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A Walk Into The Past at the Pennsylvania National Fire Museum

When I visited the Pennsylvania National Fire Museum in Harrisburg Pennsylvania, I wasn't sure what to expect.  From the outside it looks like your typical fire house, but when I stepped inside, I felt like I stepped into the past.

The first thing I saw when I entered the bay area were beautifully restored fire apparatus from the early 1900s. These pieces of apparatus looked more like works of art than fire fighting machines.  I can only wonder how they managed to put fires out with the equipment they used in those days.

These horse drawn pumpers and hose trucks with large wooden wheels are just a few of the pieces that are on display.





There was a statue of a fire fighter sliding down the pole.  A sight that was common in earlier days.  Some firehouses still have poles like this.  I can only wonder if the statue was placed there to prevent people from attempting to slide down the pole...people like me.



Also on display were many artifacts, including old fire hydrants, old turnout gear and patches from different fire houses around the world.  Did you know firefighters use to wear leather helmets?  While some still do, most now wear heavy duty constructed helmets made of lightweight polymers and other plastics.




The old control room was pretty amazing. All of the levers, lights, buttons, telegraph machines and more were so interesting to see.  They even had old recordings of large fires in the Harrisburg area.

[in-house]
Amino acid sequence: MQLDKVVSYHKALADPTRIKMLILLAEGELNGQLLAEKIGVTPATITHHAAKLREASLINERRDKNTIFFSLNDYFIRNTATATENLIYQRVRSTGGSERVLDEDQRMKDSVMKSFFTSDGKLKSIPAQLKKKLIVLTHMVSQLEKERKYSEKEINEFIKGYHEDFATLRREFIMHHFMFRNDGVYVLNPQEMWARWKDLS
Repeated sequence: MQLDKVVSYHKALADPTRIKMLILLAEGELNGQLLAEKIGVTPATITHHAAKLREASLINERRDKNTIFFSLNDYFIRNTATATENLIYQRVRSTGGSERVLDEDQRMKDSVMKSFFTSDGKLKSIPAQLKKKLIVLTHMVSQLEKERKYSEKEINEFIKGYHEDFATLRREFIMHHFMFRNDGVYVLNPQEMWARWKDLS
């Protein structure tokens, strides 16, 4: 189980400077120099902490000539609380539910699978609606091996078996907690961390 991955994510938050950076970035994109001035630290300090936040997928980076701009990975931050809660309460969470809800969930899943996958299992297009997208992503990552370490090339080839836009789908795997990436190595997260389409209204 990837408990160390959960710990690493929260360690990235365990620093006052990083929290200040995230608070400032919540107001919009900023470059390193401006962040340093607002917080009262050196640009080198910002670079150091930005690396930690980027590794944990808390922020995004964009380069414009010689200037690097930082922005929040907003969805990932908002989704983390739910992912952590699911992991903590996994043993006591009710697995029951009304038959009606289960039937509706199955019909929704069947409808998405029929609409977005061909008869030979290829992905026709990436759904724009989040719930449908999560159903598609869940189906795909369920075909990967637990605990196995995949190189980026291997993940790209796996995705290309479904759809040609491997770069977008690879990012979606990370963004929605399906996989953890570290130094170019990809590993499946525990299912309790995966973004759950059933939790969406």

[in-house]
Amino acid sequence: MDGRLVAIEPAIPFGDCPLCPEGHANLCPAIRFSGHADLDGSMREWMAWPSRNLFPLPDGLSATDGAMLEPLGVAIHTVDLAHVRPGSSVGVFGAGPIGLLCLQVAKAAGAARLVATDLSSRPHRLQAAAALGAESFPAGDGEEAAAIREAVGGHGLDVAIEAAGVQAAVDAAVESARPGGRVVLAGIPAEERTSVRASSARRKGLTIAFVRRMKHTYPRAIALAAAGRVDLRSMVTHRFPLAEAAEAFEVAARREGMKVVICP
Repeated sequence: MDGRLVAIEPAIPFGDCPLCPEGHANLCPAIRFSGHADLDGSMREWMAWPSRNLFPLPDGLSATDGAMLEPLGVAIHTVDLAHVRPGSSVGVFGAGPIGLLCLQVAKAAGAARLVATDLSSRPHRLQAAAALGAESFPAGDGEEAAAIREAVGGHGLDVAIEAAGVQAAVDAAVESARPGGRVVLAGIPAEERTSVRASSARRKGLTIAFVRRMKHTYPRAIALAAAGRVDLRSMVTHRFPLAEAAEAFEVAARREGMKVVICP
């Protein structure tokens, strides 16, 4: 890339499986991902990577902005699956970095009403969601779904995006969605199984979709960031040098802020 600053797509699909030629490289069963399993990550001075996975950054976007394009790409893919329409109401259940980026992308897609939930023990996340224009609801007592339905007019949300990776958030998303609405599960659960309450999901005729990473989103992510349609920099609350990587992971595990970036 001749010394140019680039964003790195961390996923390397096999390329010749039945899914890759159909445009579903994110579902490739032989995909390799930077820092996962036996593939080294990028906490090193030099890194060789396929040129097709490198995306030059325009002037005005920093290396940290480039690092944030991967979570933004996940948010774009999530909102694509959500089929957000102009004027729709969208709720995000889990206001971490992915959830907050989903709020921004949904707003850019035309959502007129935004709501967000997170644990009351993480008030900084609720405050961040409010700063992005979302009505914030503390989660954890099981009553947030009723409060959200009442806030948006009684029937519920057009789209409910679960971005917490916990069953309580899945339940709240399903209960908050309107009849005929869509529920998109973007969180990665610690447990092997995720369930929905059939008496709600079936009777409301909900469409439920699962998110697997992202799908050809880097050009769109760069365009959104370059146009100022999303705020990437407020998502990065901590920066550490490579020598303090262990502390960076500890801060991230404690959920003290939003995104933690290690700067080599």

We got to set off the fire alarm and see how the lights and bells were set off.  It was a fun experience for me. The telegraph tape started to move and all of the lights began to flicker.  Large bells began to ring over and over.  It really got my adrenaline pumping.


This is an old fire box.  These use to be found on corners in most neighborhoods.  If there were a fire, people would run to the firebox and pull down the lever.  This would summon the fire department to the location of the box.

Did you know that the first telegraph fire alarm system was developed by William Francis Channing and Moses G. Farmer in Boston, Massachusettes in 1852?  A couple of years after they applied for a patent for their "Electromagnetic Fire Alarm Telegraph" John Gamewell of South Carolina purchased the regional rights to market the fire alarm telegraph.  He later obtained the patents and full rights to the system in 1859.  After the civil war the patents were seized by the government and John F Kennard bought them in 1867, and returned them to Gamewell and formed a partnership with him called Kennard and Co.  Together they manufactured the alarm systems.  In 1879, The Gamewell Fire Alarm Telegraph Co. was formed.  His alarm systems were installed in 250 cities by 1886 and 500 by 1890.  By 1910 he had gained a 95% market share.


In earlier days, fire fighters and people of importance wore fancy leather hats in parades and at special events.  Many of these top hats were on display at the museum.  They were beautifully painted.


There was a special section of the museum that paid tribute to those who lost their lives on 9/11.


I got to see an old silent movie called "Morning Alarm" which was filmed by Thomas Edison.

You can view this film on my Instagram page.

There is a nice gift shop in the museum filled with all types of fire related items that you can purchase.  There are also more modern displays as well.  This really is a beautiful museum and I am so glad we stopped in.  If you are ever in the Harrisburg Pennsylvania area, I recommend a visit to the Pennsylvania National Fire Museum.









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